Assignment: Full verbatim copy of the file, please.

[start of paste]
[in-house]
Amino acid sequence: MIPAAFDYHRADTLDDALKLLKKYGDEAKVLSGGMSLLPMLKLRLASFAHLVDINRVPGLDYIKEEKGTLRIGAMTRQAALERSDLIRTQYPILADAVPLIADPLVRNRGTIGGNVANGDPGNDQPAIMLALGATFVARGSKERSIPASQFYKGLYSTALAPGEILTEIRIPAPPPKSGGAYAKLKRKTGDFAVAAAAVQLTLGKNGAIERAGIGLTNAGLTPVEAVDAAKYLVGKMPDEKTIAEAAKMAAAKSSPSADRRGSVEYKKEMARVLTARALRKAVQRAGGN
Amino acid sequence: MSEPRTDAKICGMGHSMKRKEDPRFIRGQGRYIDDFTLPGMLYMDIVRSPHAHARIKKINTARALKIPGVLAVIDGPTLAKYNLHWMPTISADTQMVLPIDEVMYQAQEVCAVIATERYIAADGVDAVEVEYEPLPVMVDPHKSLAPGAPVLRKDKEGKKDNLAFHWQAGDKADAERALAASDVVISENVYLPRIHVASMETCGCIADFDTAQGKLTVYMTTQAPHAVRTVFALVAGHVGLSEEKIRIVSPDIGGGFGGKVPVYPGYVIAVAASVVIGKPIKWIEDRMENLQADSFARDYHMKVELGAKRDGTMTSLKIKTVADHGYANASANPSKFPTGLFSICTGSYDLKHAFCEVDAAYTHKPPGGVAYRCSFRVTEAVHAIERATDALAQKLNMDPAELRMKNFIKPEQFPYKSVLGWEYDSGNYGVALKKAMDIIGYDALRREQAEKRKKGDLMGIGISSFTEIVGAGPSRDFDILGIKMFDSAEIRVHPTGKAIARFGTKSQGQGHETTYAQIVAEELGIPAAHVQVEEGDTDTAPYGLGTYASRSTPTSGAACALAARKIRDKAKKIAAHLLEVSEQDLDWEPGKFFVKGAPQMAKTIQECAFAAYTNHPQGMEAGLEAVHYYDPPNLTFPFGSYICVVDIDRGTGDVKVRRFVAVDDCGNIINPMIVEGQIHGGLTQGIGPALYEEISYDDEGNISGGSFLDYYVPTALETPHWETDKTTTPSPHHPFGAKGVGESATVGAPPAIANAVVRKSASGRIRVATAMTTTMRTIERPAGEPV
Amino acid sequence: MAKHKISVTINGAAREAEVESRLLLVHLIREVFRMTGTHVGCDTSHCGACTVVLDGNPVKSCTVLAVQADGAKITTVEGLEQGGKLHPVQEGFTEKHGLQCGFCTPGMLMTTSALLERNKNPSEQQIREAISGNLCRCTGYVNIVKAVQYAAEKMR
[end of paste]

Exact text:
[in-house]
Amino acid sequence: MIPAAFDYHRADTLDDALKLLKKYGDEAKVLSGGMSLLPMLKLRLASFAHLVDINRVPGLDYIKEEKGTLRIGAMTRQAALERSDLIRTQYPILADAVPLIADPLVRNRGTIGGNVANGDPGNDQPAIMLALGATFVARGSKERSIPASQFYKGLYSTALAPGEILTEIRIPAPPPKSGGAYAKLKRKTGDFAVAAAAVQLTLGKNGAIERAGIGLTNAGLTPVEAVDAAKYLVGKMPDEKTIAEAAKMAAAKSSPSADRRGSVEYKKEMARVLTARALRKAVQRAGGN
Amino acid sequence: MSEPRTDAKICGMGHSMKRKEDPRFIRGQGRYIDDFTLPGMLYMDIVRSPHAHARIKKINTARALKIPGVLAVIDGPTLAKYNLHWMPTISADTQMVLPIDEVMYQAQEVCAVIATERYIAADGVDAVEVEYEPLPVMVDPHKSLAPGAPVLRKDKEGKKDNLAFHWQAGDKADAERALAASDVVISENVYLPRIHVASMETCGCIADFDTAQGKLTVYMTTQAPHAVRTVFALVAGHVGLSEEKIRIVSPDIGGGFGGKVPVYPGYVIAVAASVVIGKPIKWIEDRMENLQADSFARDYHMKVELGAKRDGTMTSLKIKTVADHGYANASANPSKFPTGLFSICTGSYDLKHAFCEVDAAYTHKPPGGVAYRCSFRVTEAVHAIERATDALAQKLNMDPAELRMKNFIKPEQFPYKSVLGWEYDSGNYGVALKKAMDIIGYDALRREQAEKRKKGDLMGIGISSFTEIVGAGPSRDFDILGIKMFDSAEIRVHPTGKAIARFGTKSQGQGHETTYAQIVAEELGIPAAHVQVEEGDTDTAPYGLGTYASRSTPTSGAACALAARKIRDKAKKIAAHLLEVSEQDLDWEPGKFFVKGAPQMAKTIQECAFAAYTNHPQGMEAGLEAVHYYDPPNLTFPFGSYICVVDIDRGTGDVKVRRFVAVDDCGNIINPMIVEGQIHGGLTQGIGPALYEEISYDDEGNISGGSFLDYYVPTALETPHWETDKTTTPSPHHPFGAKGVGESATVGAPPAIANAVVRKSASGRIRVATAMTTTMRTIERPAGEPV
Amino acid sequence: MAKHKISVTINGAAREAEVESRLLLVHLIREVFRMTGTHVGCDTSHCGACTVVLDGNPVKSCTVLAVQADGAKITTVEGLEQGGKLHPVQEGFTEKHGLQCGFCTPGMLMTTSALLERNKNPSEQQIREAISGNLCRCTGYVNIVKAVQYAAEKMR